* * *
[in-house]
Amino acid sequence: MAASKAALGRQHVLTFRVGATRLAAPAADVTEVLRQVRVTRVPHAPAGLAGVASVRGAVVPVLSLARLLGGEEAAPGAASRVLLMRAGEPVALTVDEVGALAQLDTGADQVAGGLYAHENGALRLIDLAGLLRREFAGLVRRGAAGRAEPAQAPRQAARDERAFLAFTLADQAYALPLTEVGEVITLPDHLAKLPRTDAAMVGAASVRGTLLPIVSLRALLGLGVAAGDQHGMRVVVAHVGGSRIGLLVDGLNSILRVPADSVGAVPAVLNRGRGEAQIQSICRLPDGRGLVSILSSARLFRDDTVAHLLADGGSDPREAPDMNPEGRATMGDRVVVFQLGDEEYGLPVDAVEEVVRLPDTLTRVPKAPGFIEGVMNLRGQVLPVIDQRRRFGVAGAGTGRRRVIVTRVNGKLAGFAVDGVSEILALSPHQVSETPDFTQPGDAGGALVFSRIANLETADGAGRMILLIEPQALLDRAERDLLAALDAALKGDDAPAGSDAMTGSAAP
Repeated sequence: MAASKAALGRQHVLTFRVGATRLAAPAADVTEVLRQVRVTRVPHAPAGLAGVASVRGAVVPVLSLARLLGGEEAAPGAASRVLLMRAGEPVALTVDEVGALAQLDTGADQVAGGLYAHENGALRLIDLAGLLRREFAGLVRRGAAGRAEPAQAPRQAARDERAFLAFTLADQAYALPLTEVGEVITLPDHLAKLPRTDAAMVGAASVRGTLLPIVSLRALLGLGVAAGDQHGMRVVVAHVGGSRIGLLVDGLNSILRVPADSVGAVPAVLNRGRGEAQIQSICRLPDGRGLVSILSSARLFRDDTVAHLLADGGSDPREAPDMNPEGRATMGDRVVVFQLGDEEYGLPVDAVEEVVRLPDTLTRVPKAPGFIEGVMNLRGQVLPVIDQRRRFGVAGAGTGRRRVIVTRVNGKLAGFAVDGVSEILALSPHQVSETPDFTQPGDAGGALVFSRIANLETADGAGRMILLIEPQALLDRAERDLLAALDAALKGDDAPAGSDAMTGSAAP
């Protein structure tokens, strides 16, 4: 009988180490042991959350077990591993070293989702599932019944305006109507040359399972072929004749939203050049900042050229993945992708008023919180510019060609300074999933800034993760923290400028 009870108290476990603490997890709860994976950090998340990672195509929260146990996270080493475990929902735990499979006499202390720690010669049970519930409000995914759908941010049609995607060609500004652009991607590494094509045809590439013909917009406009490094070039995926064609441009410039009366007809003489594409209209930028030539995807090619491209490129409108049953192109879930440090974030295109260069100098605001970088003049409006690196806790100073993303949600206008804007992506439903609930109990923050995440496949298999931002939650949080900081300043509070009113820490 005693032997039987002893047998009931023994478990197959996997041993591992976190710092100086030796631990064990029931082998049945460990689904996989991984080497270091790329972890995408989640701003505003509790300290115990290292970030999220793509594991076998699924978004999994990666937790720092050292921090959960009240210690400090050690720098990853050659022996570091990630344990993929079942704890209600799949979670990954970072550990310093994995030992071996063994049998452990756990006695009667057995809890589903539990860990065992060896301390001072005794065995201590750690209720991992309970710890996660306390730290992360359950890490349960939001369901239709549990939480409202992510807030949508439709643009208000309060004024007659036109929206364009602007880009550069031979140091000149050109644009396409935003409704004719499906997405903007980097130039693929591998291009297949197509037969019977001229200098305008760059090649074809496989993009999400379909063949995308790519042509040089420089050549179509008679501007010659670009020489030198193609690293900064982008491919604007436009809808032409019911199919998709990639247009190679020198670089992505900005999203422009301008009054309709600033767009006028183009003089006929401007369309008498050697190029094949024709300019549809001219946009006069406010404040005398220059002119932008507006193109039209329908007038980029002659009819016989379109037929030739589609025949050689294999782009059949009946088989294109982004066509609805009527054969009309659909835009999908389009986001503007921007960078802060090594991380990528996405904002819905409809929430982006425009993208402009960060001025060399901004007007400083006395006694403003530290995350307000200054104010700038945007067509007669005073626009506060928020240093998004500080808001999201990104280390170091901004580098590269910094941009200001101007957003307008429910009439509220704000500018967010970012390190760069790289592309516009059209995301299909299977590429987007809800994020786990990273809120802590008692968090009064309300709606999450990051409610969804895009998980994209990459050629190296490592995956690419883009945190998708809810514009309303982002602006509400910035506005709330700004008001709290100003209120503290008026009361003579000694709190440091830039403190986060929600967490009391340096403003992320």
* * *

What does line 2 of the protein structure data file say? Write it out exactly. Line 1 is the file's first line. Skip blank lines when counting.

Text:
Amino acid sequence: MAASKAALGRQHVLTFRVGATRLAAPAADVTEVLRQVRVTRVPHAPAGLAGVASVRGAVVPVLSLARLLGGEEAAPGAASRVLLMRAGEPVALTVDEVGALAQLDTGADQVAGGLYAHENGALRLIDLAGLLRREFAGLVRRGAAGRAEPAQAPRQAARDERAFLAFTLADQAYALPLTEVGEVITLPDHLAKLPRTDAAMVGAASVRGTLLPIVSLRALLGLGVAAGDQHGMRVVVAHVGGSRIGLLVDGLNSILRVPADSVGAVPAVLNRGRGEAQIQSICRLPDGRGLVSILSSARLFRDDTVAHLLADGGSDPREAPDMNPEGRATMGDRVVVFQLGDEEYGLPVDAVEEVVRLPDTLTRVPKAPGFIEGVMNLRGQVLPVIDQRRRFGVAGAGTGRRRVIVTRVNGKLAGFAVDGVSEILALSPHQVSETPDFTQPGDAGGALVFSRIANLETADGAGRMILLIEPQALLDRAERDLLAALDAALKGDDAPAGSDAMTGSAAP